DURHAM, N.C. (WTVD) -- Hillside High School's drama department has gained attention for tackling youth violence and gun crime.
Now, its production has caught the eye of state education leaders.
"I don't even think it has even taken off yet," said retired Hillside High School drama teacher Wendell Tabb following a meeting with Hillside High students, State Superintendent of Public Instruction Catherine Truitt, the Deputy Superintendent of Public Instruction, and the director of Safer Schools NC.
"I'm thankful to have met with members of the Hillside High School drama program earlier today as a follow-up discussion from the State of Urgency play they produced, and I attended, in February," Truitt told ABC11. "These conversations, particularly with students, are critical to understanding what has resonated throughout the year, and how we -- as state leaders- can better serve those who face violence more than anyone ever should. Our students deserve to feel safe not only in school, but also in their communities, and we are committed to that premise. Today was an important opportunity to engage in deeper discussion, and I look forward to staying in communication with Hillside High staff and students."
The meeting at the Department of Education building comes on the heels of the superintendent traveling to Durham to see the play for herself. Following her visit, she made a request to meet with the cast at a meeting in downtown Raleigh.
"Just how music can have an effect, theater and shows and plays that we watch can also have an effect," said Hillside sophomore Taryn Melvin. "So I think our message really got across. "This play was really reaching out and it was a message to children, to lawmakers, to everyone across the state and across the nation that we need to do something. We need to be a change and there are changes to be made to the legislation and to our schools in order to have the most safe and riveting class and education that we can have."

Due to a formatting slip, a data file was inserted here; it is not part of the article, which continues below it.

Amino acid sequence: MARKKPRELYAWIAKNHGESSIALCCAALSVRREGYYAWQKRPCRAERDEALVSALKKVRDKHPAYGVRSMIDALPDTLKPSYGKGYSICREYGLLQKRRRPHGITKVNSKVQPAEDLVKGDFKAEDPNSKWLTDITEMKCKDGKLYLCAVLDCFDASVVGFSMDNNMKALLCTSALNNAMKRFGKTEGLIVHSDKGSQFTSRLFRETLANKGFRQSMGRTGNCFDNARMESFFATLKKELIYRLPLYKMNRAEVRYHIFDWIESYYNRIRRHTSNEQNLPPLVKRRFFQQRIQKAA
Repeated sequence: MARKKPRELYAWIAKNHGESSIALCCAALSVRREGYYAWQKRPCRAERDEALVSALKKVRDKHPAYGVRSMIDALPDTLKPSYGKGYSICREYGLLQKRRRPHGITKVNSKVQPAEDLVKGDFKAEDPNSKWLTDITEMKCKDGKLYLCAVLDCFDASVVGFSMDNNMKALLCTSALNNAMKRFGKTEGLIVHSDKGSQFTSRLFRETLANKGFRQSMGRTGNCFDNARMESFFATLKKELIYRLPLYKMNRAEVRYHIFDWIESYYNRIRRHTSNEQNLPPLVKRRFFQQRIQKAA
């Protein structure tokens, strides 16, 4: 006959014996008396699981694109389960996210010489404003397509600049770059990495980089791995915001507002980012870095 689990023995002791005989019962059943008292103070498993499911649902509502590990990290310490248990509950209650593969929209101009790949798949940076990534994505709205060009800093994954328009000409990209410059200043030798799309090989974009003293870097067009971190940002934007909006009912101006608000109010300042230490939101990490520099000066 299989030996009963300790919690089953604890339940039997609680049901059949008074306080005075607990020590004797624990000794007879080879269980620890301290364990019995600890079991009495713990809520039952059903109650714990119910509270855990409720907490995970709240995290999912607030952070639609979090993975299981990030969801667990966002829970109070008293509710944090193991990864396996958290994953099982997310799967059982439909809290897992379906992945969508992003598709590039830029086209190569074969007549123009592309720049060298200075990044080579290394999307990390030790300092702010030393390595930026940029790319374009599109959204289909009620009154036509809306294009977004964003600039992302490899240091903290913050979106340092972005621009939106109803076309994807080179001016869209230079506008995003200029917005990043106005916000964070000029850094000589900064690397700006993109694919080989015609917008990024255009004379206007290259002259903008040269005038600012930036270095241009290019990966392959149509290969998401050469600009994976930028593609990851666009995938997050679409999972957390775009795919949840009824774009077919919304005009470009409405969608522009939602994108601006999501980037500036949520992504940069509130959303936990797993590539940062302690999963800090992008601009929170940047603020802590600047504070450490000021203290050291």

Students left the two-and-a-half-hour meeting feeling "emboldened" and "empowered". Many students said they felt like their voices were heard, even though Truitt did not specifically commit to or adopt an actionable item.
"It shows how much we need to make a difference. And an awareness to everyone that gun violence is not OK and that treating people wrong is not OK," said senior Shayla Beulah. "We need to do a better job as a community to make it safer for the next generation."
According to statistics provided by the Durham Police Department, since May 20, there have been 20 people younger than 17 who have been shot.
Students said they were moved by the conversations that took place with their peers after each performance.
"I think this show is something that should be adopted by all the schools in the area. And everyone should perform this play because it expresses a really great message about stopping all violence," said junior Aniylah Lowe.
Just blocks away from the meeting in Raleigh, community activist Diana Powell, whose organization Justice Served NC also works to combat gun violence, commended the Durham students for getting the attention of state leaders. She also saw the production in Durham as well.
Powell shared the attitude with the students and staff that all schools in North Carolina could benefit from the effect that "A State of Urgency" is already having.
"After I saw the production, that was one of the things I was telling the staff," said Powell. "Y'all need to take this all over the state. This message needs to go worldwide. And especially seeing the young people and the emotional part; it brought truth and it brought reality. And I think we're missing a lot of that."
Tabb said he is working on a follow-up to the production.